Jenna Van Hout
Jenna Van Hout is an independent designer & artist in the Bay Area

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"Don't refer to yourself as a brand."

I got some good spiritual advice this weekend from an experienced freelancer. He encouraged me to spend this initial start up time exploring my art and figuring out what my voice is. Which is… pretty much exactly what I’ve been trying to focus on. It’s awesome hearing it from an outside source though. He was really speaking my language when he told me that “you spend so much time working for companies that you train you to think like them, to deliver what they want. The commercial world mainstreams your point of view. Right now you should focus on what makes you unique as an individual and a person. This is one of the few chances you get to really recover that identity, and think about the kind of work you want to do, and then go do it.

…And don’t refer to yourself as a brand—that’s a small version of who you really are. You’re a person. You’re authentic. Don’t become like them.”

So nourishing to have that discussion. Thanks for the advice!

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Merry Christmas

I went to a wreath-making workshop the other night at my friend Mason’s house. It was led by Gina of Bloom Generation. It was a great gathering of ladies crafting together, in a medium that I’m not super familiar with. I had a lot of fun and really like how my wreath turned out.

For the base, I wanted the smell of a traditional tree but with more of a windswept look—so I used douglass fir for volume under longer fronds of cedar, and sprinkled some clusters of dried berries around. I wanted to do a cool asymmetrical accent and I was inspired by some of the richly colored earthy things that Gina had provided, so I made a composition with mushrooms, moss, lichens, and other strange dried things that I don’t know what they are. I finished it with some pheasant feathers.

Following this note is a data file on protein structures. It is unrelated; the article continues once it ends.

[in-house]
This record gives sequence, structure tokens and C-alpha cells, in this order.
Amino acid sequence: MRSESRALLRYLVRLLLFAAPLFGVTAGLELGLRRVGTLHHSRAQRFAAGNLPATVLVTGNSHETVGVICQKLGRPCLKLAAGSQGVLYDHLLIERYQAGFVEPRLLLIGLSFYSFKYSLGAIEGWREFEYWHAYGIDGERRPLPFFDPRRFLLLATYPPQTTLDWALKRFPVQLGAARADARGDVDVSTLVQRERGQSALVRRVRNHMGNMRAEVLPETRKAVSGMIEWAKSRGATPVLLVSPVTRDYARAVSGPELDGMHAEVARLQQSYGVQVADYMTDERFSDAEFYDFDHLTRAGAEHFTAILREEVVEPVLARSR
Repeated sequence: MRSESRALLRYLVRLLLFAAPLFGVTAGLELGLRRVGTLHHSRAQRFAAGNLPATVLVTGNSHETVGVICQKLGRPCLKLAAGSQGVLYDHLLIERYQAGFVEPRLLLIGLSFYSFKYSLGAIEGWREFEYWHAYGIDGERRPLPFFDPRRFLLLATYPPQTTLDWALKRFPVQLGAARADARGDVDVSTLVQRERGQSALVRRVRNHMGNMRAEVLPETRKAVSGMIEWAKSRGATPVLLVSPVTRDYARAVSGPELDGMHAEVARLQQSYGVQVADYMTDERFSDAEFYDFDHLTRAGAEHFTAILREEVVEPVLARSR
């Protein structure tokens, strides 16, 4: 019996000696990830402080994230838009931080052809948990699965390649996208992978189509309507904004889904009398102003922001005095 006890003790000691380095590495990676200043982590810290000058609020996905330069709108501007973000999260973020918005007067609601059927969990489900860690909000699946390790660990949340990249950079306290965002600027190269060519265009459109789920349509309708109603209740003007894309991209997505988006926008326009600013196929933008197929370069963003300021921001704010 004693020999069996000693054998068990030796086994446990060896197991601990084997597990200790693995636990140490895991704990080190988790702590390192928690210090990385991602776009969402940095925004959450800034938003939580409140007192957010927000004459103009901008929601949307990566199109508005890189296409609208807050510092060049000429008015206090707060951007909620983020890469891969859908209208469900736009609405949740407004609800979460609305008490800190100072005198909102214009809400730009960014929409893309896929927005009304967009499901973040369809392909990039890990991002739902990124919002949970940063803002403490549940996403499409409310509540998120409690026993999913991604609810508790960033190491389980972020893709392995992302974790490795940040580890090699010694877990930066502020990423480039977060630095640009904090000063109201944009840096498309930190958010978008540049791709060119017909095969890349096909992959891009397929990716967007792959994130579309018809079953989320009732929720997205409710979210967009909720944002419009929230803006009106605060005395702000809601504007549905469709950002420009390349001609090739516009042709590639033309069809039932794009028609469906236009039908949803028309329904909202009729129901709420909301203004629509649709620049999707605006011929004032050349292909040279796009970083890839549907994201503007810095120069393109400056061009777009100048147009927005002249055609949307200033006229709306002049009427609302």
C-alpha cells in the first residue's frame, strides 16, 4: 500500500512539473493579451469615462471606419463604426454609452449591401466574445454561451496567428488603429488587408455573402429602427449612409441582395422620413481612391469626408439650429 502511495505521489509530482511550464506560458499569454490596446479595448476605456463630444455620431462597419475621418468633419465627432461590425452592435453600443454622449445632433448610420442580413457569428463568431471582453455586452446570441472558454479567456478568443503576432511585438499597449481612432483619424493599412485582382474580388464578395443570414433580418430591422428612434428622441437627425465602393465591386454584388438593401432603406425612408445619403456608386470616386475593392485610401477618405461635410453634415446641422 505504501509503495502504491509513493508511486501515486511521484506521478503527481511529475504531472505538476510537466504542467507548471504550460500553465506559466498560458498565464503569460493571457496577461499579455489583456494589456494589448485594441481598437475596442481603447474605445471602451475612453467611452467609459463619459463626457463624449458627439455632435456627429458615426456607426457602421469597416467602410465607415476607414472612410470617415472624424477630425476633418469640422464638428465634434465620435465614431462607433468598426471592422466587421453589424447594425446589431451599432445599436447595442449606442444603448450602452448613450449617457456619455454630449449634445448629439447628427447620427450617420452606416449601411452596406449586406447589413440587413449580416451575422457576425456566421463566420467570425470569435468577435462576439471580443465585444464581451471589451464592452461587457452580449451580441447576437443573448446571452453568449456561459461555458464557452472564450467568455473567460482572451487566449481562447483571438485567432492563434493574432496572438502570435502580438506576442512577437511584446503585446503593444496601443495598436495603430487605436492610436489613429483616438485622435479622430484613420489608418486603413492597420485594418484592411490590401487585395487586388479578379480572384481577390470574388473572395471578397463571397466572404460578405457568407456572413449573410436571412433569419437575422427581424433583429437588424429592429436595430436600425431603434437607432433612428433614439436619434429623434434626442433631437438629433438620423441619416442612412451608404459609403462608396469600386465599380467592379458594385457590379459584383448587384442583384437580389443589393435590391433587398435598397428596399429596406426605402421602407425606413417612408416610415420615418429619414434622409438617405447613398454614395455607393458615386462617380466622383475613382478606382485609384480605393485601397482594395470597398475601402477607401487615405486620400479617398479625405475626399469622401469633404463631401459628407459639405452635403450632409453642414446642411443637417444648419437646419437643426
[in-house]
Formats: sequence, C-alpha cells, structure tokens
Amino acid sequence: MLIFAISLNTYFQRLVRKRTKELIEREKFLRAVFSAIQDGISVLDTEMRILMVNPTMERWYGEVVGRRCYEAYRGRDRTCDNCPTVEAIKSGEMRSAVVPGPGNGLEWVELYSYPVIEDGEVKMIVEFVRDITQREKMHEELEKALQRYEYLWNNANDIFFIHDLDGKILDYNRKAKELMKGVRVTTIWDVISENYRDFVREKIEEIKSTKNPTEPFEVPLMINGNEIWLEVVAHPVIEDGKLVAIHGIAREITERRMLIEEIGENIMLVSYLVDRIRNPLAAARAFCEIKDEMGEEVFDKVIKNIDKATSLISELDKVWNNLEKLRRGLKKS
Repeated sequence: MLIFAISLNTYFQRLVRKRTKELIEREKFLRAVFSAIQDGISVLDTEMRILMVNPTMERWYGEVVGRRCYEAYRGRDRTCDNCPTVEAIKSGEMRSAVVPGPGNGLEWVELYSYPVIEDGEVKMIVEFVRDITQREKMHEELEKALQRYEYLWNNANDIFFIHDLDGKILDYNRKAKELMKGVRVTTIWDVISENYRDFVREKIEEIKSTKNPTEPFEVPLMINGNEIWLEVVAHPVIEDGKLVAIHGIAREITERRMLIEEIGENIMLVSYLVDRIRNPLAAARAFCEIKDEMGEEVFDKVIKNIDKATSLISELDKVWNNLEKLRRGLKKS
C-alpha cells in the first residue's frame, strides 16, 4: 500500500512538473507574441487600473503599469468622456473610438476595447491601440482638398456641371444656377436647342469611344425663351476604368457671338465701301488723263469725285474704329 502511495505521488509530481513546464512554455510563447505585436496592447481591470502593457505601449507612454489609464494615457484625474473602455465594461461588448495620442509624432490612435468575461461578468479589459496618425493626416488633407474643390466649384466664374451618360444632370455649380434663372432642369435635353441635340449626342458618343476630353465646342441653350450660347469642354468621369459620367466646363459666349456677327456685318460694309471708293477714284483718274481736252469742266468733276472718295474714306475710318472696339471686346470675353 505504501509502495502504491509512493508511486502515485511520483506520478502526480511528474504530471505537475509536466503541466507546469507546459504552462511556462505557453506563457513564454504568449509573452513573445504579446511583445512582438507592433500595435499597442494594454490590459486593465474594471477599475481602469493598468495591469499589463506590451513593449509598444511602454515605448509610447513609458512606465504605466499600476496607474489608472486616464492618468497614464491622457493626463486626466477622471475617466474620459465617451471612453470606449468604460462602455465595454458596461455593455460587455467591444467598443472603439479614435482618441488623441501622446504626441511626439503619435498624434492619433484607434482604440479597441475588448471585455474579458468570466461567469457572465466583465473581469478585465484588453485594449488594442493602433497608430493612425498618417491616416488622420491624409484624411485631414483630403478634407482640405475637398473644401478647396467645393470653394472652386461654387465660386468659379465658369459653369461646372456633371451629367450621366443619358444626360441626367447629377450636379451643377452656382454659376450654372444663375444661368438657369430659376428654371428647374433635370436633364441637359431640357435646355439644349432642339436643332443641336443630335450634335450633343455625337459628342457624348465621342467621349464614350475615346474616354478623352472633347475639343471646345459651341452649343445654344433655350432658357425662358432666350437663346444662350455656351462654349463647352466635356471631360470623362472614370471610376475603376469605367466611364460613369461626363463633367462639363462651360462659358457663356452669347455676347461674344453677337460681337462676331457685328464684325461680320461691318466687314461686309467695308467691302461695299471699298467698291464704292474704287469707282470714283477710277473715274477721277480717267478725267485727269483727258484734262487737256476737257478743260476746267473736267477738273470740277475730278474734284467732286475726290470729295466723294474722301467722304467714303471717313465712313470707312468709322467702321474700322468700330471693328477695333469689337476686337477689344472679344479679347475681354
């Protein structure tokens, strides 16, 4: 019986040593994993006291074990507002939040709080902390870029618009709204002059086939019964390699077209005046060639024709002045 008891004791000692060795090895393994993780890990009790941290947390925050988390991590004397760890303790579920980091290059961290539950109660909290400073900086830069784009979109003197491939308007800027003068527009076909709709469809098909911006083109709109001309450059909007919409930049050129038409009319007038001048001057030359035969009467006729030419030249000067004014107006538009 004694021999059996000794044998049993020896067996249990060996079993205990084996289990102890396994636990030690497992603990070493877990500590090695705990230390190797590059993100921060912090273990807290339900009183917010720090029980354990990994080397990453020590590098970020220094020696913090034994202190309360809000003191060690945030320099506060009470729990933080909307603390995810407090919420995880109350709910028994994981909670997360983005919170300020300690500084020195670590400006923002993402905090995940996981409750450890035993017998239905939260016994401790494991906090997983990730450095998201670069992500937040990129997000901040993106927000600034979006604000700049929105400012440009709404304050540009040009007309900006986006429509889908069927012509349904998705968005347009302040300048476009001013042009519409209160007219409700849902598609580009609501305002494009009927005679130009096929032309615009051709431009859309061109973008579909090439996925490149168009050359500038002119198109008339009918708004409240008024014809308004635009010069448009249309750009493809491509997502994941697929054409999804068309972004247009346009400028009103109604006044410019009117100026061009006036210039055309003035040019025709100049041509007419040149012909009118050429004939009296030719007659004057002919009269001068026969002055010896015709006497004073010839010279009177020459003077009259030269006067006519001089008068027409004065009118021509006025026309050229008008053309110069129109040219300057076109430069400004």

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The Artist's Way

I’ve begun a 12-week course on recovering my creativity, called The Artist’s Way by Julia Cameron. I’ve had a number of friends embark on this journey to great effect. Thomas, for example, did it when he left his job to discover his art, and he said the experience was “f*cking awesome.” It has a somewhat cultish following of artists, filmmakers, writers and creatives who swear by its methods, and despite just getting started, I think it has great potential to unblock whatever’s been riding along in my psyche my whole adult life.

I was a strange and imaginative weirdo when I was young—always making, drawing, and exploring my curiosity. I lost a great deal of that imagination, perhaps surprisingly, in design school. While I was being groomed to become a process-driven, human-centered young designer at one of the best design schools in the nation, I was told that the way I used to be creative is wrong. Take for example: drawing classes. Drawing 101 and 102 had me spending weeks and weeks creating perfectly rendered three dimensional shapes, and pulled me away from the imaginative doodling and sketching I used to pull out of my brain. I am admittedly not a prolific industrial designer, so while I did well enough to scrape by as an A/B student, I just don’t think in perfectly rendered cubes, spatulas and chassis. But it was enough for me to tell myself that if I can’t draw it in perfectly rendered 3D, it’s not worth drawing at all. So, I haven’t drawn much in the last 15 years (I’ll note that I don’t think this was the intention of my professors, but the impact was certainly lasting). Anyway, I’m on a mission to get over those kinds of blockages and live a more creatively fulfilling life.